Wednesday, February 13, 2008

Things That Crack Me Up

This is a picture of some modeling clay someone gave Max for Christmas. They gave him a number of packets of the stuff, too, and since they were from Japan, and I have a thing for kitschy Japanese items, I couldn't help but pour over the pictures, directions, and English translations on the packets. As I suspected, the translations were worth every second. Not only that, but every packet has a cover worthy of a Golden Book Gone Mad: blue bears grinning wildly, robotic-looking bunnies in various stages of odd behaviour, purple girls flying, and the cutest little eggs and flowers and vegetables you've ever seen reposing perfectly in little dishes. Oh, and rainbows, don't forget the rainbows (not on this particular packet, sadly). If I could read Japanese I could even tell you what the little idea bubbles have written in them, but I can't, so I won't. One has the word ECO in it, and nothing else. What does this mean? Secret consumer messages? Acronyms? Could this stuff be claiming the eco-friendly moniker, even though it contains "microcapsules, antibacterial, and synthesis glue"?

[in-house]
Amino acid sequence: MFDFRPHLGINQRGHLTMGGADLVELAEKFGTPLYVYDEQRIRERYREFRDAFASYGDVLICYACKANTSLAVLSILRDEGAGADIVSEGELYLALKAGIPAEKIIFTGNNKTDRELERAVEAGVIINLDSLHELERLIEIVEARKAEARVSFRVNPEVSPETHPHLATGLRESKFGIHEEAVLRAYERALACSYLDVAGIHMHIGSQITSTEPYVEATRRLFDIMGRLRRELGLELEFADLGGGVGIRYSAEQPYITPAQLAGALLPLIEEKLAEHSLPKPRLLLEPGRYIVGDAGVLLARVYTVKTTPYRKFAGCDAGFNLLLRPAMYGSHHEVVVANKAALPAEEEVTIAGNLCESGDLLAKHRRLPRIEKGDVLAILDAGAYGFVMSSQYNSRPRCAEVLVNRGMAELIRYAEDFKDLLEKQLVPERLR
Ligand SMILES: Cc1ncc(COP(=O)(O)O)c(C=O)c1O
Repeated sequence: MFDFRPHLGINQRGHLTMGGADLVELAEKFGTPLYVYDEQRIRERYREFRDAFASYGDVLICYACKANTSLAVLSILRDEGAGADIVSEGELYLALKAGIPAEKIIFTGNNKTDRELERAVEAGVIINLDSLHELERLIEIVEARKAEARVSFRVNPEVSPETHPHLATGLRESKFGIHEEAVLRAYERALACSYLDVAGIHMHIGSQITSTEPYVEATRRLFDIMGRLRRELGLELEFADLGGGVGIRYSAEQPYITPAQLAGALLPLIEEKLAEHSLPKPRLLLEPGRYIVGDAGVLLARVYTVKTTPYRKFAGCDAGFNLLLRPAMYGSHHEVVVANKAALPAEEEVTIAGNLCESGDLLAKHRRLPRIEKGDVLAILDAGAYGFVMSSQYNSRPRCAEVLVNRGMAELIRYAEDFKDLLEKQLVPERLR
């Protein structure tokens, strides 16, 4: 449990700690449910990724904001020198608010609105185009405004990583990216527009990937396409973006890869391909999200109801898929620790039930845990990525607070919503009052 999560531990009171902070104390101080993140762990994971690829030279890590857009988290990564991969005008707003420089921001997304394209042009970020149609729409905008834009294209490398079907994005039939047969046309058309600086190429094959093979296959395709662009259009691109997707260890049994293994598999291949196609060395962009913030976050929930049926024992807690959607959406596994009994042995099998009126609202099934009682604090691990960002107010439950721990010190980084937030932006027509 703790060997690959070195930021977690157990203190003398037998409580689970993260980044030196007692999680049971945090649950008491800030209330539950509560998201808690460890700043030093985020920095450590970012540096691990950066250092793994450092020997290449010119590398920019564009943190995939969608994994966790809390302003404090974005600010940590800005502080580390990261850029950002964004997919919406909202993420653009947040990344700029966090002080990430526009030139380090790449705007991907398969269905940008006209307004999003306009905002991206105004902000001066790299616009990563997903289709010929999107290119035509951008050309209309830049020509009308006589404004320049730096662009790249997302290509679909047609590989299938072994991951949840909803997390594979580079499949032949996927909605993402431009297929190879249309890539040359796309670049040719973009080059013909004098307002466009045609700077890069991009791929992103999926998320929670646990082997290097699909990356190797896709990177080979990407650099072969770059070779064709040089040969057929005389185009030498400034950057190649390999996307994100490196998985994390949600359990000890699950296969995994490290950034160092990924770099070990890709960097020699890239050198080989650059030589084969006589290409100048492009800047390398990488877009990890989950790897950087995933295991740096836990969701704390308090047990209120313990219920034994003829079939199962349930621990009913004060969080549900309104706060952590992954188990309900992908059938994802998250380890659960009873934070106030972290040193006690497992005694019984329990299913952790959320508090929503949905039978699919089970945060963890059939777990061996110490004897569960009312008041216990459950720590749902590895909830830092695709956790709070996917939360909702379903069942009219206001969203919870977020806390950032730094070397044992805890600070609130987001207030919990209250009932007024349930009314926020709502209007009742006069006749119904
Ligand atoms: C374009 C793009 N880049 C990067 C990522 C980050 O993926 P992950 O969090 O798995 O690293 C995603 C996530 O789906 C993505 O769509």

Sadly, Max was unimpressed and rather, err, repelled by all the strange gaiety on the packets. That is, until I took him into the local Japanese food store and showed him that this sort of packaging is de rigeur in Japan. A few Hello Kitty candies, some giggling cashiers in fluffy white headbands, and a lot of yam tempura later and Max was much less put off by the clay. I was even able to get him to make a ziggurat out of it that afternoon. And he followed most of the instructions, too, although I suspect it was mostly out of fear, rather than respect for the rules: I think "Wash my hands well? Eww, what's IN this stuff? It feels weird" were his exact words.


Wash hands prior to use.
Okay, with you so far.
Knead the clay well with clean hand.
Yup, gotcha. Clean hands. Right.
When making a petal, please lengthen the clay thinly by rolling pin. After that, cut with scissors.
So polite! Of course I will be pleased to lengthen the clay thinly.
Use paints to enjoy various colours.
Hmm, not with you on this. I have to paint this stuff? But it's already coloured.
Do not eat. Eating could lead to choking. Choking could lead to death.
I know exactly what you mean - I tell my kids this every day.
When a work breaks, please use the glue for woodwork.
I'm a little confused. Why am I gluing woodwork when I should be gluing clay?
Please put the remaining clay into a plastic bag and keep it.
Forever and ever? Okay, since you asked nicely.

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